Now, of course, vaccination would prevent these outcomes. However, women are typically not included in any early vaccines trials if they’re pregnant. It is only now that data relating specifically to the response to the vaccine of pregnant and breast-feeding women are emerging. The work published in this paper is the first study to address this, making it incredibly valuable.
The Massachussets study focused on 84 pregnant women, 31 who were breast-feeding and 16 who were neither. The women each received two doses – what is known as prime and boost – of one of the vaccines. They had blood taken with each dose, and again up to six weeks after the second.
These blood samples were used to track the women’s antibody responses to the virus. The results were conclusive. All the women – both pregnant and breast-feeding – were found to have robust immunity, comparable to that of the non-pregnant women. And, this immunity increased with time, post-vaccination.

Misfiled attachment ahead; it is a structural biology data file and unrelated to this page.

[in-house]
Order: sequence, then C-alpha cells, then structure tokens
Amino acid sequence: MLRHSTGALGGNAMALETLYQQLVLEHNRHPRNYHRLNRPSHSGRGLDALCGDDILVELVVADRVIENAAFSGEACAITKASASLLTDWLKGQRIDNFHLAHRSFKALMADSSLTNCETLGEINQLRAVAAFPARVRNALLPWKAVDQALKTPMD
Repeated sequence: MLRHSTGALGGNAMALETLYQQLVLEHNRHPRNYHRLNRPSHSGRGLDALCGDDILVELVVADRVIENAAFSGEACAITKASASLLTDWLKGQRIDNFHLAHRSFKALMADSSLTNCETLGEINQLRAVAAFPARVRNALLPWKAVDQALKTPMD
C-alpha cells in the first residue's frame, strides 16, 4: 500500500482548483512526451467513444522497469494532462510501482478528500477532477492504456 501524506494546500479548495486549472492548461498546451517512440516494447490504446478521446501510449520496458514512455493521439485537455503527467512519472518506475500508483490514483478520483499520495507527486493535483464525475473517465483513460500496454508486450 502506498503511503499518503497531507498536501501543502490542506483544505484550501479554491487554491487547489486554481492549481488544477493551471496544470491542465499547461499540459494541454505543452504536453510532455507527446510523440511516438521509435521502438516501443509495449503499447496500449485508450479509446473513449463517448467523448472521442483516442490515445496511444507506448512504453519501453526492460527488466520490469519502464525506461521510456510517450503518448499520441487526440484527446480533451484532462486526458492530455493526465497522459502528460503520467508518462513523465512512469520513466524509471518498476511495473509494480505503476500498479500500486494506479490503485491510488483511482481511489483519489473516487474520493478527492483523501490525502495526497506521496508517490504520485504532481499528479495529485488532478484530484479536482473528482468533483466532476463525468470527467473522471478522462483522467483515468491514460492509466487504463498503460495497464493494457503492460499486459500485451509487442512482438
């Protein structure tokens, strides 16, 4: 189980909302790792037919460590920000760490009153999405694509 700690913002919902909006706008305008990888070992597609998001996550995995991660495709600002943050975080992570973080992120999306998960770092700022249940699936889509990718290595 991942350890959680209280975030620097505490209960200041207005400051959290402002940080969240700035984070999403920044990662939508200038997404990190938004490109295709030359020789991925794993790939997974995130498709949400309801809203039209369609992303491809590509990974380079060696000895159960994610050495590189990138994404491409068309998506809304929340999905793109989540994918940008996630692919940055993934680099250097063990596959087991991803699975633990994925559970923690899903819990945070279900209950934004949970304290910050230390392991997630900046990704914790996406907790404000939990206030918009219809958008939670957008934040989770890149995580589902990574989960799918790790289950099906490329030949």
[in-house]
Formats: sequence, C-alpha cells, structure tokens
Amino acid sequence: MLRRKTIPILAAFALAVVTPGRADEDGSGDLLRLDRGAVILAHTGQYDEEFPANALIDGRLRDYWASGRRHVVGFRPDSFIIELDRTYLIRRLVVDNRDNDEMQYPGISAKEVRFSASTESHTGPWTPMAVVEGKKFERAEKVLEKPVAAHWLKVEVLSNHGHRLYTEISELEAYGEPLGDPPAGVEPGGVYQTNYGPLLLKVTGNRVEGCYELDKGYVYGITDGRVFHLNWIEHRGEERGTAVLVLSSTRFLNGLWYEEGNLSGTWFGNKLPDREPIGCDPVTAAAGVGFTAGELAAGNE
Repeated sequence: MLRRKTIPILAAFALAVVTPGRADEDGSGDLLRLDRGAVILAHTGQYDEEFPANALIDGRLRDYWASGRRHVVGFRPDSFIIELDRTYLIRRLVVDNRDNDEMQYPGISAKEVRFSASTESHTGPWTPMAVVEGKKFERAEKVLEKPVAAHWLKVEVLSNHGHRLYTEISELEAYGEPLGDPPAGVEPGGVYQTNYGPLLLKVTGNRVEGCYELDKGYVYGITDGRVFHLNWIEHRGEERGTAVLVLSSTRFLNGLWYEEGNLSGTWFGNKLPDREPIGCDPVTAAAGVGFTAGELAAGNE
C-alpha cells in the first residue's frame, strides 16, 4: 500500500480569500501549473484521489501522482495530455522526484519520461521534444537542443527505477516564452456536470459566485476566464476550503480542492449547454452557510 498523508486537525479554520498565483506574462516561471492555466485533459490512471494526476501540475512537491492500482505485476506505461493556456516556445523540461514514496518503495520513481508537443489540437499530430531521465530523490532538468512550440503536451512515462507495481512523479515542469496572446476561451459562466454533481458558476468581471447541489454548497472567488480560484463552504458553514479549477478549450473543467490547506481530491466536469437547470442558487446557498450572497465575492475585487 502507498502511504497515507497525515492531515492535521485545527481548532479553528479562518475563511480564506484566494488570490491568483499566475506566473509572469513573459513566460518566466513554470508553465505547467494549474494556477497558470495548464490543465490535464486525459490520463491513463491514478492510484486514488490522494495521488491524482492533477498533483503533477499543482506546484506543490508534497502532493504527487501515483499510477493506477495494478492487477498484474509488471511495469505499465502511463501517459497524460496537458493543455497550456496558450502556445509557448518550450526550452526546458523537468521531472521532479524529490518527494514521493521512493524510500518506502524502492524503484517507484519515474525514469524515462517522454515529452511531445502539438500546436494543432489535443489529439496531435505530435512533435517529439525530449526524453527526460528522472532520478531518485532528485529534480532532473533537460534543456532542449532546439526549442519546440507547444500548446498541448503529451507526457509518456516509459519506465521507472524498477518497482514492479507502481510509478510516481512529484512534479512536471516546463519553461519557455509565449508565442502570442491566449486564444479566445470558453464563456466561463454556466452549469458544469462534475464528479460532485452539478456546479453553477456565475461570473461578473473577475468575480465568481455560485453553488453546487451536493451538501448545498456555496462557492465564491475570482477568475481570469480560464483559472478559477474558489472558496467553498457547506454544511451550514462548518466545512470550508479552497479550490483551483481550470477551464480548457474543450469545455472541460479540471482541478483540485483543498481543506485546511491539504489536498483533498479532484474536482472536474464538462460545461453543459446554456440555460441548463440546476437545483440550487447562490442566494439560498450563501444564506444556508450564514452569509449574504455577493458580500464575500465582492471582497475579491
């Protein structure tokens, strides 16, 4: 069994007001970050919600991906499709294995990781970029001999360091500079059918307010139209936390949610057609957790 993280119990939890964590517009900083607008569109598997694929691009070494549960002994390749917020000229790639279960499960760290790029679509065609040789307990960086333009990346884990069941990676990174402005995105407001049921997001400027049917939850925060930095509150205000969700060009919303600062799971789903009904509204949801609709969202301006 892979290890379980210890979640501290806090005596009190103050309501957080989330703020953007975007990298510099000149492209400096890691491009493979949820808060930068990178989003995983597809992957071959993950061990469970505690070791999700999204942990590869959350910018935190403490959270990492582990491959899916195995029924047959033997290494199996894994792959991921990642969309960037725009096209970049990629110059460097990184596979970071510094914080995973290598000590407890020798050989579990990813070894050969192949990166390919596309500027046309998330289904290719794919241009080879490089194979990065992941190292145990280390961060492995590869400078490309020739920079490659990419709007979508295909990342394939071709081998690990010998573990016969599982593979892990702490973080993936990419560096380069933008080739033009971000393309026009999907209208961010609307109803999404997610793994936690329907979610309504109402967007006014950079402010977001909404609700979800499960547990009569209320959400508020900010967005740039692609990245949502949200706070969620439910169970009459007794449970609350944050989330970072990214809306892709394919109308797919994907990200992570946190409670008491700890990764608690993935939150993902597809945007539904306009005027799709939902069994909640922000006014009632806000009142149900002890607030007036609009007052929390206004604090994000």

The researchers compared these findings with the antibody response in pregnant women who had contracted the virus naturally. This enabled them to show that the level of antibodies made in response to the vaccines far exceeded those made in response to natural infections.
One important reason to vaccinate pregnant women is so they can in turn provide their antibodies to the baby. This is known as passive immunity and it occurs when a mother is infected naturally or when she is vaccinated. The antibodies she produces are passed to her baby through the placenta or via breast milk. This affords the baby protection against infectious diseases it might come in contact with while its own immune system is still maturing. It is one of the reasons, for example, that pregnant women in many countries, including the UK, are encouraged to be vaccinated for flu and whooping cough.